It says here that no coach can be successful when the GM is constantly stuffing the roster with stiffs and troublemakers; a one step forward, one step back exercise.

Enough is enough. Jeff Ireland needs to go.

Itís time for Ross to hire a new GM, someone who will bring the right players, and enough of them, into the organization for a solid foundation of winning. Ross should also look closely at the coaching to make sure he has the right man for the job.

Head coach Joe Philbin has his strengths, the biggest being his steady, even-tempered nature. He doesnít get too high on wins and doesnít get too low on losses. When chaos struck, he kept the team on an even keel and got them into position for a playoff berth. This moved him into Coach of the Year discussions, and rightfully soÖbefore the bottom fell out.

And yes, Philbin has his shortcomings. He seems to lack a feel for the pulse of his team, mainly because he didnít have a reliable conduit into the vibe of his locker room. He foolishly allowed Incognito to serve as a team leader. Heís ridiculously stubborn at times. And he could have played more to the strengths of his personnel.

Many media and fans are wondering whether or not Joe Philbin is the right man for the job. Itís a fair conversation to have.

Just know that Don Shula isnít wondering. Heíll tell you the Dolphins are in good hands.

ďI like (Philbin) a lot,Ē Shula said this past Sunday. ďHeís a heck of a guy. He comes from a great program (Green Bay) so heís been with a winner. You can see the imprint on whatís happening here and the people heís hiring and the way theyíre playing. I think heís the right man for the job.Ē

It goes without saying that no one, you and me included, knows coaching better than Shula, a man who is privileged to know a heck of a lot more than we do about the TRUE goings on in Davie. Heís forgotten more about football than we have learned. So if Shula says it, thatís good enough for me and should be good enough for you.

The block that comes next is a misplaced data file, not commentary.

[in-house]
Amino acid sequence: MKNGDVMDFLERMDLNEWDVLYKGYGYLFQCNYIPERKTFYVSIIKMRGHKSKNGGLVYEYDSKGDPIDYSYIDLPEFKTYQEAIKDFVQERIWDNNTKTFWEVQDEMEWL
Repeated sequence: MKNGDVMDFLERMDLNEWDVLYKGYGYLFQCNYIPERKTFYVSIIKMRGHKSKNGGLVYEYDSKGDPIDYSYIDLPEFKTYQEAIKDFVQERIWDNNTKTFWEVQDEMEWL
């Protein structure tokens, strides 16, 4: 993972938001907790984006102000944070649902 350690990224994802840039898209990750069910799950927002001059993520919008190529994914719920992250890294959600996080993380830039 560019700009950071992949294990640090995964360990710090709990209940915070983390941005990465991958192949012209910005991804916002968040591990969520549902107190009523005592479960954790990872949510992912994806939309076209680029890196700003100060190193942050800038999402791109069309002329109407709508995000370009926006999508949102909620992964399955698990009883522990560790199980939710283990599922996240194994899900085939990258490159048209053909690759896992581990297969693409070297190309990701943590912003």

Again, thatís not to suggest Philbin and his staff have been perfect. No one is saying that.

Offensive coordinator Mike Sherman, often criticized for his playcalling, could be leaving, or retiring. The timing for him and Philbin is probably right. But let us not forget that Sherman served a valuable purpose in helping the club to properly identify Tannehill as the QB of the future, and in getting him started as a pro.

Letís also not forget the inadequacies of the personnel Sherman was handed, especially on the offensive line and at running back, which essentially condemned the offense to being one-dimensional. Itís very hard to be consistently good under those circumstances.

Looking back on the season, the win over the Patriots was something of an illusion. While it reflected progress, the depleted Pats still finished a strong four games ahead of the DolphinsÖa genuine blowout and an indication of the talent gap that remains.

Thatís not what we were expecting in 2013. And so the owner will indeed ďlook at everythingĒ, knowing that he still doesnít have the right group of men at the top and in the locker room to lead the Dolphins to the promised land.

Will he clean house, or just clean out the GMís office? We already know that one in four Dolphins on the roster today will not be with the 2014 team, the league norm.

As for Dolfans, itís another long, cold, and empty winter sulking over broken dreams and looking forward to spring.